In absence of detail from Westminster, who is ready to ask the right questions of Brexit?

Tom Kelly has some harsh words for the First Minister’s dismissal of Remainers as Remoaners. But to some extent they are the party which probably comes out the most unscathed in his assay of where NI parties are.:

One would have thought that both women would have quickly recognised that their primary function was to heal the divisions post the referendum.

What we got was completely the opposite with May acting as if the UK voted by a landslide to leave and Foster completely ignoring the comprehensive Remain vote by her own constituents in Northern Ireland.

This has some moral validity, but in purely legal terms as Adam Tomkins notes:

It is a question of UK constitutional law that has a single UK-wide answer. It is not a matter in respect of which English law, Scots law and Northern Irish law have different answers.

That’s a harsh reality to get past, but I think Kelly’s criticism of the other main players in NI (all of whom adopted the Remain position in June) reflects the fact that much as the winners may be publicly bluffing whilst they work out what to actually do next

… the offering of each of the anti Brexit parties is fragmented and less than sufficient unto the day. More importantly, no one is pressing the UK government for clarity in the general or any particular detail:

The leadership of Sinn Féin seem at sea post Brexit. A border poll is about as likely as the Pope saying Mass at Windsor Park.

They are passing the buck on a post-Brexit strategy to the Irish government because they are tied to Mrs Foster’s apron strings in the executive and she, it seems, is determined to humiliate them with her hard Brexit comments.

It is a difficult position for Sinn Féin but refusing to follow the tradition of Grattan, O’Connell, Parnell and Hume by using their Westminster mandate to further Irish interests at this critical time is a political cop out.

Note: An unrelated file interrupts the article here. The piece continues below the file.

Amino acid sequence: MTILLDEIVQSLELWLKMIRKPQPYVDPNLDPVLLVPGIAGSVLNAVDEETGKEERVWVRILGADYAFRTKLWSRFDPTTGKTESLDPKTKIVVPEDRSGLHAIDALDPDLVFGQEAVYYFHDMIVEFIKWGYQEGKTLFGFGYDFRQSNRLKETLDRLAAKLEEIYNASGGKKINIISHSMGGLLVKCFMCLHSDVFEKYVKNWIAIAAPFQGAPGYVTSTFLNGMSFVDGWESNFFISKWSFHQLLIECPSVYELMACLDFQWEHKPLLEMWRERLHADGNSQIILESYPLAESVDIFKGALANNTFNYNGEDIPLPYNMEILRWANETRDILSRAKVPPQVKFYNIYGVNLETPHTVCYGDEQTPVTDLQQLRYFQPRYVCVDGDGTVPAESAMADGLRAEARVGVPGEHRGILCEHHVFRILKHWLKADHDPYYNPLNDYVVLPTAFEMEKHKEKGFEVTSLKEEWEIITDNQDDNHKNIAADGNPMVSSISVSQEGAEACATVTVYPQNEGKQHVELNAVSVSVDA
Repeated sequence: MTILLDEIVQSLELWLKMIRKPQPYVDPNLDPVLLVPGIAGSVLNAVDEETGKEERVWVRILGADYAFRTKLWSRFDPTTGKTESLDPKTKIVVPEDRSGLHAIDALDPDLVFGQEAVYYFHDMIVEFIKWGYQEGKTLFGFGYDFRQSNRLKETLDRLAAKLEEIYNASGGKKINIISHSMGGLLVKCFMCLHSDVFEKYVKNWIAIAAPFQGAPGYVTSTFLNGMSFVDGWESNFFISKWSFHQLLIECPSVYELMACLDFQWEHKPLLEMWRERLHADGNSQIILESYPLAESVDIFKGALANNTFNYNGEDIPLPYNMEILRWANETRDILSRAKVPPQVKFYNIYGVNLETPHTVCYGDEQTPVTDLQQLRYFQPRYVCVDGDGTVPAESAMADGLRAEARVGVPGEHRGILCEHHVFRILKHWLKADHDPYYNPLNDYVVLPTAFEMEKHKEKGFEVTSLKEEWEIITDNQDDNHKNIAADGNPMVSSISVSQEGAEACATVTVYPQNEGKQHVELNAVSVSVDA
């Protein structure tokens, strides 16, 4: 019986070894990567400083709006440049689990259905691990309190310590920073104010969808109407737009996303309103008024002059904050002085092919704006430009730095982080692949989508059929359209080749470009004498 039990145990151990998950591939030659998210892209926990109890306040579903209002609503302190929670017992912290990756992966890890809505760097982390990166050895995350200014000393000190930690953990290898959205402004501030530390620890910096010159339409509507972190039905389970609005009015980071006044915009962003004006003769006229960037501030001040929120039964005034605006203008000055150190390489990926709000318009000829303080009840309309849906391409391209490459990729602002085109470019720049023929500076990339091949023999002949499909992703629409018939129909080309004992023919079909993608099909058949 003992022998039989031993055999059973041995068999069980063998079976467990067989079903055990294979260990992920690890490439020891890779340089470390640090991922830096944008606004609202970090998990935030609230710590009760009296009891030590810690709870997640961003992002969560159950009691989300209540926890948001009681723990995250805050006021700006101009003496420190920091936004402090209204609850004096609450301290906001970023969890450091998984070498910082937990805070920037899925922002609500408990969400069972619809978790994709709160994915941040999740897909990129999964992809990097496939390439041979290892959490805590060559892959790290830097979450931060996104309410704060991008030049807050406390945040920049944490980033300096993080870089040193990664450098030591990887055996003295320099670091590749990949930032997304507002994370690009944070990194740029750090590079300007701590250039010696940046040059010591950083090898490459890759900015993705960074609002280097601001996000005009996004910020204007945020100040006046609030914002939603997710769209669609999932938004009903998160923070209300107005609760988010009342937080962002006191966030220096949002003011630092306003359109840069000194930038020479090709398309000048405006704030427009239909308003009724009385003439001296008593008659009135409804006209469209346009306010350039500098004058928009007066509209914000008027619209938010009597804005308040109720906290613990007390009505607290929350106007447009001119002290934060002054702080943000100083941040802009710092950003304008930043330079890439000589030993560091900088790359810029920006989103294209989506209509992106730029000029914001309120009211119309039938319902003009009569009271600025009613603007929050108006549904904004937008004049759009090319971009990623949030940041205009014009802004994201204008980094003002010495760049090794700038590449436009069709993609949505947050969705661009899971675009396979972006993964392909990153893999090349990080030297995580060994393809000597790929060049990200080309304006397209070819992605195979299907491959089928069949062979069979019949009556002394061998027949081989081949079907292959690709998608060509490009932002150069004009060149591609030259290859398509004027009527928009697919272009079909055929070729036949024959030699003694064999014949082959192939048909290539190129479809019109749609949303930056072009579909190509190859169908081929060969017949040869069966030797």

That said the SDLP’s absolutist position on EU membership isn’t helpful either. Like Sinn Féin on abstention it’s probably a sincere viewpoint but it won’t wash. Few English MPs will go against the result of the referendum.

The Ulster Unionist position is even less thought out. This line about respecting the referendum result is a smokescreen.

No one knows exactly what the people have said because the prospectus on which the Leave campaign relied so heavily was conveniently shelved within days of the referendum result.

Kelly then offers a few brief pointers…

So we now need to see some detail. What are the terms of this exit? Are they the nirvana promised or do they come with a hefty price tag? The fact is we don’t know because the prime minister is acting with all the transparency of Harry Houdini.

My old mucker, David Steven, made some useful observations in this regard…

Plenty of examples of political, trade, climate negotiations where UK has been upfront about objectives and red lines. May is resisting being drawn out because she is still negotiating with her base.

If we knew what we wanted, I’d bet you’d now be seeing something similar to Brown’s 5 tests for the Euro: ie proposals aimed to build confidence ahead of the formal negotiations, productive bilateral talks with sympathetic govs etc.

It’s not particularly useful for the opposition to prematurely set out red lines in advance of knowing what the government actually plans to do. But then again, at UK level there’s no longer much of an opposition to speak of.

 

Mick is founding editor of Slugger. He has written papers on the impacts of the Internet on politics and the wider media and is a regular guest and speaking events across Ireland, the UK and Europe. Twitter: @MickFealty

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